Remedial Measures for Reinforced Concrete Structures

The increased volume of corrosion products compared to steel can cause cracking and spalling of the surrounding concrete. Photo by Getty Images.

The high-pH (alkaline) environment of new concrete passivate the surfaces of carbon steel reinforcing elements (rebar), stifling corrosion after the formation of a thin, stable oxide layer. Over time, aggressive ions, principally chlorides from the external environment or deicing salts, diffuse through the pores of the concrete.

When a sufficient concentration of aggressive ions are present next to the reinforcement, the stable oxide layer becomes unstable and the rebar will corrode. The loss of metal can reduce the load-bearing strength of the structure. In addition, the increased volume of corrosion products compared to steel can cause cracking and spalling of the surrounding concrete.

A number of fundamental measures can be taken to address the problem of reinforcing steel corrosion. However, an important distinction has to be made in the applicability of remedial measures to new versus existing structures.

Unfortunately, the options in the following list of remedial measures are more limited for fixing existing, aging structures than for designing new constructions:

  • Repairing the damaged concrete;
  • Modifying the external environment—for example, choosing a different deicing agent or changing deicing salt practices (however, this will not remove salt already in the concrete);
  • Modifying the internal concrete environment; for example, realkalization of concrete, chloride extraction, addition of corrosion inhibitors, etc.;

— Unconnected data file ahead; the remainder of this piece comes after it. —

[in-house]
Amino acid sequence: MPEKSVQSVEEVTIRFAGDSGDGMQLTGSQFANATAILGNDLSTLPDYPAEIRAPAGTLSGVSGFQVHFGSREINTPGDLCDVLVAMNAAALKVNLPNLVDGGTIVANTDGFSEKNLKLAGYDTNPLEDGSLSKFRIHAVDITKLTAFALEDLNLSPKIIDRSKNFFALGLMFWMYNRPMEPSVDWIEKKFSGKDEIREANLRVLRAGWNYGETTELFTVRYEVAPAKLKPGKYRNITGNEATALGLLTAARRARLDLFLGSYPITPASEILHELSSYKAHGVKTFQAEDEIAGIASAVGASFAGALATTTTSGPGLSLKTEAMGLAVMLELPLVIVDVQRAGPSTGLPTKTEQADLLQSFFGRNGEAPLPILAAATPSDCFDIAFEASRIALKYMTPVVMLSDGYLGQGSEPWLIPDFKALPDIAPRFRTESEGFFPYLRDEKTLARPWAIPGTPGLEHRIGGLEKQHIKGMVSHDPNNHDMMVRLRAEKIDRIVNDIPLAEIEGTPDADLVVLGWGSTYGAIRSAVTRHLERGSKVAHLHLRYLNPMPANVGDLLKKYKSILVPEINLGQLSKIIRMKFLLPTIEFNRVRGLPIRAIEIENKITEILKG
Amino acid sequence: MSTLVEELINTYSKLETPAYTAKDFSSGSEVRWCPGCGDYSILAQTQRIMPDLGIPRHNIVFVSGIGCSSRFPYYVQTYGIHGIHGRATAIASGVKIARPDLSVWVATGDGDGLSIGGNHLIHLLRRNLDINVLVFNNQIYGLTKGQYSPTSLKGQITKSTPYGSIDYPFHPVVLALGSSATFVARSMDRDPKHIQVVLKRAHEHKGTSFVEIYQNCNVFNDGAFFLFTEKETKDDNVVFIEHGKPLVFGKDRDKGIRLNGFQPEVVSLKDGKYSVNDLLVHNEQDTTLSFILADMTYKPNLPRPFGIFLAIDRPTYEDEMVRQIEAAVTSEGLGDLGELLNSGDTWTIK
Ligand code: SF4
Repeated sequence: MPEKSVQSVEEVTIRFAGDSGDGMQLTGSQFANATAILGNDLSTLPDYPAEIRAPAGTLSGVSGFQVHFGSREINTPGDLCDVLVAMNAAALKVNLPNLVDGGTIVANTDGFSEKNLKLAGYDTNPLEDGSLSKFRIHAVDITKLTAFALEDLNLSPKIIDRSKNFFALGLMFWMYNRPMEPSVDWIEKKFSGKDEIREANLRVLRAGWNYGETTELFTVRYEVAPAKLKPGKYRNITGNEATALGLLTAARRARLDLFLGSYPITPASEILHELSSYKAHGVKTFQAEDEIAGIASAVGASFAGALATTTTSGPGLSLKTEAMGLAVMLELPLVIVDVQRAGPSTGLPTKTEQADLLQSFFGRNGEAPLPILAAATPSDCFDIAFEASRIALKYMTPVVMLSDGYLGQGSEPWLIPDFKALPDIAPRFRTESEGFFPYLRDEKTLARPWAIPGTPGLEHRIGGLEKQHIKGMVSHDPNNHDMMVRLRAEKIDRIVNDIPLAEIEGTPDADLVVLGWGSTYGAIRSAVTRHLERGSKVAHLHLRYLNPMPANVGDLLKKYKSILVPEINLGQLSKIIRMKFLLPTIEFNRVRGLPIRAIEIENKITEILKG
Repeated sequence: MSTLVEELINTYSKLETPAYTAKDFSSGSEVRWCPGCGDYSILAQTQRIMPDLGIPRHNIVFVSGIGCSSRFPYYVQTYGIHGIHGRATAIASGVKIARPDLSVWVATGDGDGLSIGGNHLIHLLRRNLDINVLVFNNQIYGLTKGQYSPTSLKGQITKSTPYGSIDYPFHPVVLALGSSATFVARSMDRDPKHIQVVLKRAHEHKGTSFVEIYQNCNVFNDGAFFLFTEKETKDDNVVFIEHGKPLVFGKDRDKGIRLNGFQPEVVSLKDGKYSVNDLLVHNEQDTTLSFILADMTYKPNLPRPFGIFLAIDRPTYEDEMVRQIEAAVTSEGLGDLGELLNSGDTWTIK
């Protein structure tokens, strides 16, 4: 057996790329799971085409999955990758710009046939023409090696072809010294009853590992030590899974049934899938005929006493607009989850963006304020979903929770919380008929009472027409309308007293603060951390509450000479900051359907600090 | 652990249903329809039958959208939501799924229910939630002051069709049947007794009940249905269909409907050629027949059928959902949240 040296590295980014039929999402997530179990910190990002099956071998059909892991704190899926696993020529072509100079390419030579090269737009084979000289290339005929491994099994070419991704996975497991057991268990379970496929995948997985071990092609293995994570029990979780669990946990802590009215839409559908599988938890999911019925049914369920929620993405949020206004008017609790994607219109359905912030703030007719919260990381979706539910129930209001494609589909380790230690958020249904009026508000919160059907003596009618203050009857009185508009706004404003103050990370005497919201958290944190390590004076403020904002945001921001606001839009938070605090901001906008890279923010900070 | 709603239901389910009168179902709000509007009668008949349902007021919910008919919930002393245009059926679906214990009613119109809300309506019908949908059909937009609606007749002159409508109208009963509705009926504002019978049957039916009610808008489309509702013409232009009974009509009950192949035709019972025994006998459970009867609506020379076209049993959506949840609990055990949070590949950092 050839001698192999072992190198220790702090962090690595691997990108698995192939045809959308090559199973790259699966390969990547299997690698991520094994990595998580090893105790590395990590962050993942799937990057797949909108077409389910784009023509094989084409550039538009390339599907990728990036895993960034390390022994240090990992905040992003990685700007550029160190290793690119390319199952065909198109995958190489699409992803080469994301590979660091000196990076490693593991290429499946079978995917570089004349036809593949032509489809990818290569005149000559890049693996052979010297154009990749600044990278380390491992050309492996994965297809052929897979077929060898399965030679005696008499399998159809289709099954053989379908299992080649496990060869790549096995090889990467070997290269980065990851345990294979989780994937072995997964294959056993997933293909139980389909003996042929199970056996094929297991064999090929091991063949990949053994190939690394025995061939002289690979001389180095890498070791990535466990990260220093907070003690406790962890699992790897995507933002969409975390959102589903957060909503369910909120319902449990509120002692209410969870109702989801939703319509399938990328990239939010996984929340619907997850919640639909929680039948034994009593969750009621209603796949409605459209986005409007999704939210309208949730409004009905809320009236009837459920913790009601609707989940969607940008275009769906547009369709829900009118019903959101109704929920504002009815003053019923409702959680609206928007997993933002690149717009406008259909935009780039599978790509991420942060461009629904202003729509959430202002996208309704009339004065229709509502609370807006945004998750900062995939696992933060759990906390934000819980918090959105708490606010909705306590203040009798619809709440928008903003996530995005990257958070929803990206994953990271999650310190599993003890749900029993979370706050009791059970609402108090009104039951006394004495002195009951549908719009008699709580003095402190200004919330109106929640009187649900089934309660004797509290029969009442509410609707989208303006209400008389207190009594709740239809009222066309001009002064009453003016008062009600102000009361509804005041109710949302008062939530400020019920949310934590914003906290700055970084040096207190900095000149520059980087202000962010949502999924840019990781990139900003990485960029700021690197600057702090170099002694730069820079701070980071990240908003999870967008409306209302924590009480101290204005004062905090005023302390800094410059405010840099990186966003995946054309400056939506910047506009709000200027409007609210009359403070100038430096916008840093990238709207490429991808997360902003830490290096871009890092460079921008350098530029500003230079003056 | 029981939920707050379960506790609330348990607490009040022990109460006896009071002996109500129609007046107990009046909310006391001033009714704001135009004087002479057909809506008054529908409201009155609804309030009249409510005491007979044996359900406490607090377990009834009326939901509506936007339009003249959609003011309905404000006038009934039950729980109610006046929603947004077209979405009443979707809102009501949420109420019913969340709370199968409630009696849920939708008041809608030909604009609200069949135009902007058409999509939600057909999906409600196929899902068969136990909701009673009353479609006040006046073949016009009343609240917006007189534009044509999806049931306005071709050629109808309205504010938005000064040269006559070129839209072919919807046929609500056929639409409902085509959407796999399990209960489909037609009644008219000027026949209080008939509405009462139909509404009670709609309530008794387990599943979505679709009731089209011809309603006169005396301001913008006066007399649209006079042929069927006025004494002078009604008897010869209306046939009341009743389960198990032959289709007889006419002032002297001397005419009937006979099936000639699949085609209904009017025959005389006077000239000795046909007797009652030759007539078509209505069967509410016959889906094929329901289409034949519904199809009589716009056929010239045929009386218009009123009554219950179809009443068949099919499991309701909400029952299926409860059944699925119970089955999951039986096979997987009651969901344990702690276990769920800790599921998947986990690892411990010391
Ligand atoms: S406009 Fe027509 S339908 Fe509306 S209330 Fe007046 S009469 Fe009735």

• Modifying the concrete formulation to reduce its porosity;
  • Creating a barrier between the concrete and the external environment;
  • Creating a barrier between the rebar steel and the internal concrete environment; for example, epoxy coating or galvanizing;
  • Applying cathodic protection to the rebar structure; this also tends to migrate chlorides away from the steel (cathode) surfaces;
  • Alternative, more corrosion-resistant rebar materials; such as, stainless steel;
  • Alternative methods/materials of reinforcement—for example, fiber-reinforced polymer composites.

For new structures, it is believed that much progress will be made toward effective corrosion control as life-cycle strategies are implemented, as opposed to making decisions on the basis of initial capital-cost outlay alone.

With such a vision, investing in more corrosion resistant materials could prove to be a cost-effective alternative even if it significantly increases the initial cost of the structure. These costs can be offset by reductions in long-term repair costs.

In areas of strategic importance, such as highway belts of most modern cities, the total cost of repairs is greatly amplified by considering the indirect costs of traffic disruptions.

This article is adapted from Corrosion Basics—An Introduction, Second Edition, Pierre R. Roberge, ed. (Houston, TX: AMPP, 2006), pp. 196-197.

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